“It is in changing that we find purpose.” – Heraclitus
Even whispered dreams can come true. I know because mine did.
When my first coach asked me what my goal was, my voice was barely audible when I answered. It was as if I feared someone might overhear and label me a lunatic.
“Do you think I could do an IRONMAN?” I asked.
Anyone eavesdropping would have been within their rights to think I’d lost my mind. Even I questioned my sanity at that point. I weighed about 400 pounds just four years earlier. I was 57 when that conversation took place, and I’d never done a sprint triathlon.
Since then, I’ve done two IRONMAN events , several half iron distance races and shorter ones, too. I shed about 200 pounds along the way. I underwent two operations to remove tumors, one malignant and one benign, and received a hip implant.
I also found a new purpose. After retiring from journalism, I was certified as a USA Triathlon and U.S. Masters Swimming coach. My main focus is to encourage others to make positive changes. My message? What one person can do, another can do.
My weight loss started New Year’s 2005. I’m unsure what I weighed exactly. I wore 50-inch jeans, and people that big don’t go near scales or doctors. My last unavoidable weigh-in was about 370 pounds about a year and a half earlier. I know I put on many more pounds after that.
I was 17 years clean and sober and tobacco-free, but years of overeating after a divorce and working at a desk took their toll. I lived on a diet of fast food. My daily calorie intake rivaled a cyclist in the Tour de France. But, the only things I rode were a swivel chair, a recliner and a bed.
I was able to lie to myself about how bad I looked by staying away from scales, doctors and mirrors. I blamed my aches and pains on just getting older. But, when I saw a picture of me taken at a holiday gathering, there was no denying it any longer. I was huge.
That photo was the motivation I needed. I modified my eating habits and bought a bike. I lost enough weight after the first year to visit my doctor for a long-delayed physical. I got a phone call a few days later.
“You’ve got cancer,” he said.
Cancer led to triathlon. After recovery, my first experience with the sport came riding the bike portion for relay teams to raise cash for the Livestrong Foundation. After a couple of years of that, I bought running shoes and got back in the pool for the first time since high school.
Early in 2009, I whispered my dream to Stan Watkins, a USA Cycling coach with Vision Quest Coaching based in Chicago. With his help, I crossed the finish line at IRONMAN Wisconsin on Sept. 11, 2011, two weeks shy of my 60th birthday. I finished that race with a rupture I knew about and colon tumor that was a surprise. The mass was found during prep for the rupture surgery.
After another recovery, I did Branson 70.3 in 2012 and IRONMAN Wisconsin again in 2013. I was unaware the pain in my hip was the onset of a bone disease AVN that led to hip replacement in 2015.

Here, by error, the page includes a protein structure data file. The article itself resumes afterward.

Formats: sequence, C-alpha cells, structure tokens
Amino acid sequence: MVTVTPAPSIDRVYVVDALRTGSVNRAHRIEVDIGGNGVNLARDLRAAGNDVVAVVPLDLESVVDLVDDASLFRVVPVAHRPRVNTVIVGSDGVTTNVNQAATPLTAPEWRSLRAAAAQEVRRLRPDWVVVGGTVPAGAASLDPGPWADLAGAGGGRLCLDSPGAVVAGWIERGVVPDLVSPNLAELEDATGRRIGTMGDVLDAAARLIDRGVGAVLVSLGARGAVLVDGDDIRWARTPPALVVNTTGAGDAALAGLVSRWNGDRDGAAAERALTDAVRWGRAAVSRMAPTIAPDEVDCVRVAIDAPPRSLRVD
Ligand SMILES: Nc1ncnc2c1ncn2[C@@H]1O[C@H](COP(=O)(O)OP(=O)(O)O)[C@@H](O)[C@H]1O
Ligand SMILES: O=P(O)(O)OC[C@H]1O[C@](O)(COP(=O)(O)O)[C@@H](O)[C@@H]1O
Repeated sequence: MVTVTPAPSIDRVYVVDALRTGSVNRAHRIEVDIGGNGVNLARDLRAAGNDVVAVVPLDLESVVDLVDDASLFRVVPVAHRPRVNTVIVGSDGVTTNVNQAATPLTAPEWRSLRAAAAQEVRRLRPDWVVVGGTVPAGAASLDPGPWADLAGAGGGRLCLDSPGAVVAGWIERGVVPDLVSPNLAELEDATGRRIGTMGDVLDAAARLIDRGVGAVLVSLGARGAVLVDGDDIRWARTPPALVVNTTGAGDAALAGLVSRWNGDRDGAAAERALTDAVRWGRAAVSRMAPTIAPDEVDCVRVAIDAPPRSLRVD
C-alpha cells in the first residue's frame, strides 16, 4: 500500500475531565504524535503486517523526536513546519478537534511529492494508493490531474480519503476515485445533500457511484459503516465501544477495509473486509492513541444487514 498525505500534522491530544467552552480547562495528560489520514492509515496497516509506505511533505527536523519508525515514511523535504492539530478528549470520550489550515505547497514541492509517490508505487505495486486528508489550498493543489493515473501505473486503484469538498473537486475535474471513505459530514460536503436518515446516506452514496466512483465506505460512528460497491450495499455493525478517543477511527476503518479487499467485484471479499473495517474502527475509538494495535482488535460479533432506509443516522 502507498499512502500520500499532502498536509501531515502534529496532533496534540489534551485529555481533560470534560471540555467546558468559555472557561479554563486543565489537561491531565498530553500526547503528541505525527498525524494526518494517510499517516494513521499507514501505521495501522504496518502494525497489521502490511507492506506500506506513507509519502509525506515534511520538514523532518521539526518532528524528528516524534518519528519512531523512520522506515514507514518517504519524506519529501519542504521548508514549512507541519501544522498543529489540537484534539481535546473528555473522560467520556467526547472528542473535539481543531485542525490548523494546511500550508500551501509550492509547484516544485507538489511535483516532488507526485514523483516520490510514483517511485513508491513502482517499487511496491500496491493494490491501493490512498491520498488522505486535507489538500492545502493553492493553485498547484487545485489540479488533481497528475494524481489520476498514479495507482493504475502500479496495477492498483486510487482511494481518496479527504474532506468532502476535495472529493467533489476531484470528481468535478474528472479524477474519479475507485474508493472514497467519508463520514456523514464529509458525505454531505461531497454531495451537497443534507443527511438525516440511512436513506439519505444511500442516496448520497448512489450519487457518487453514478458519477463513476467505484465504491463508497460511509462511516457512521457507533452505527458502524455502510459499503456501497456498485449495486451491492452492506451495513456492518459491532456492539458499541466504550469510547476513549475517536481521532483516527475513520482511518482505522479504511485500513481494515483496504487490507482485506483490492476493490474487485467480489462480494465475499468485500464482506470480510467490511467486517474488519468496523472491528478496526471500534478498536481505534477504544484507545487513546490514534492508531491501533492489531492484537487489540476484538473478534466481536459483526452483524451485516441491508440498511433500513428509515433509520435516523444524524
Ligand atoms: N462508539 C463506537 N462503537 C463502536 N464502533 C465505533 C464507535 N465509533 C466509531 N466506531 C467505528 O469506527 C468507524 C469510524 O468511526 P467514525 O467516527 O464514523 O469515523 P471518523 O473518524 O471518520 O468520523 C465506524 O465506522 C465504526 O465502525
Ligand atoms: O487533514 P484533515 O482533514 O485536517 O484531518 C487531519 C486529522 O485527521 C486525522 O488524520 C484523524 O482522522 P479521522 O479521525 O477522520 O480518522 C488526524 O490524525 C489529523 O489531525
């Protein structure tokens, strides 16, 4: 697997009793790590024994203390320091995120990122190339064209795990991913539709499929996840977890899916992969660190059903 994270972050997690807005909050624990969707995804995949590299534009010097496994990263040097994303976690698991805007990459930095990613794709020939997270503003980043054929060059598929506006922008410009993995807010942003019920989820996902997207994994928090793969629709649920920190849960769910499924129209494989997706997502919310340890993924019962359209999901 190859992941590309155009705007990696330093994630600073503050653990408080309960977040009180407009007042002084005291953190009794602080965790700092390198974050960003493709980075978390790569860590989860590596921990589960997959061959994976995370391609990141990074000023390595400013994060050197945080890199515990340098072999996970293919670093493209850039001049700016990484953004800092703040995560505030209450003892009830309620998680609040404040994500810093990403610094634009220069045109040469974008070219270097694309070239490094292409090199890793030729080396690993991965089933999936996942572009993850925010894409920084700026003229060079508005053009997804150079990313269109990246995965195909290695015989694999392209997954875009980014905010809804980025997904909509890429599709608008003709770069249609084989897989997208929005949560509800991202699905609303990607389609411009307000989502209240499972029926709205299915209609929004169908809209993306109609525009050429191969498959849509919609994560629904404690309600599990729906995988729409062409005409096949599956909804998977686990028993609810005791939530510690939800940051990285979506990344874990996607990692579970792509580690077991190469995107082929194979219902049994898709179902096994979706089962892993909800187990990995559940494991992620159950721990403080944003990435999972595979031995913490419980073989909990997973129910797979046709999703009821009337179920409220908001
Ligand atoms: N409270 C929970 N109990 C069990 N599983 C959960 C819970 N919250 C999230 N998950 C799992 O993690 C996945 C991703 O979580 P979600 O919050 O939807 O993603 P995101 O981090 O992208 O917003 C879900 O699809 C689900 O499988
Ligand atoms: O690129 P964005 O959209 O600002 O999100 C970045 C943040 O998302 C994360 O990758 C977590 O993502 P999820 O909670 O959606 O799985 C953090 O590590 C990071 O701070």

I’ve stayed with 70.3 races since then. I am training for Madison 70.3 in June. My orthopedic surgeon worries about my doing another IRONMAN. But I may surprise him. I’ve been wondering what it’s like to cover 140.6 miles without a major health problem.
I maintain my weight between 185 to 189 pounds on a plant-based diet. At age 66, I’ve never been healthier.
Like the insurance company’s motto, I know a thing or two because I’ve seen a thing or two. Here are a few things I’ve learned:
- Nothing is impossible. I’m proof.
- Small changes add up to big change over time. I’ve been clean and sober nearly 30 years and made peace with food by making the right choices one day at a time, one meal at a time.
- No one gets to the starting line alone; no one crosses the finish line by themselves. I had help from cycling and triathlon clubs, a great coach, doctors and a loving spouse. Surround yourself with positive people.
- Embrace trouble as if you planned it that way, as a famous cycling coach once wrote. Spend the time and energy you would waste fighting a situation on finding solutions instead. Each experience will make you stronger to face the next challenge.
- Never let someone else’s limits become your limits. Age, physical condition or other factors today don’t have to stop you. If you want to achieve a goal, make a S.M.A.R.T. plan and then do what my wife, Kathy, says every time I mention another crazy goal. “Go for it.”
Even if you can only whisper your dreams today, you can make them come true tomorrow.
Scott Richardson is a USA Triathlon Level I and U.S. Masters Swimming Level 2 Certified Coach and founder of Beyond Normal Fitness in Normal, Illinois.
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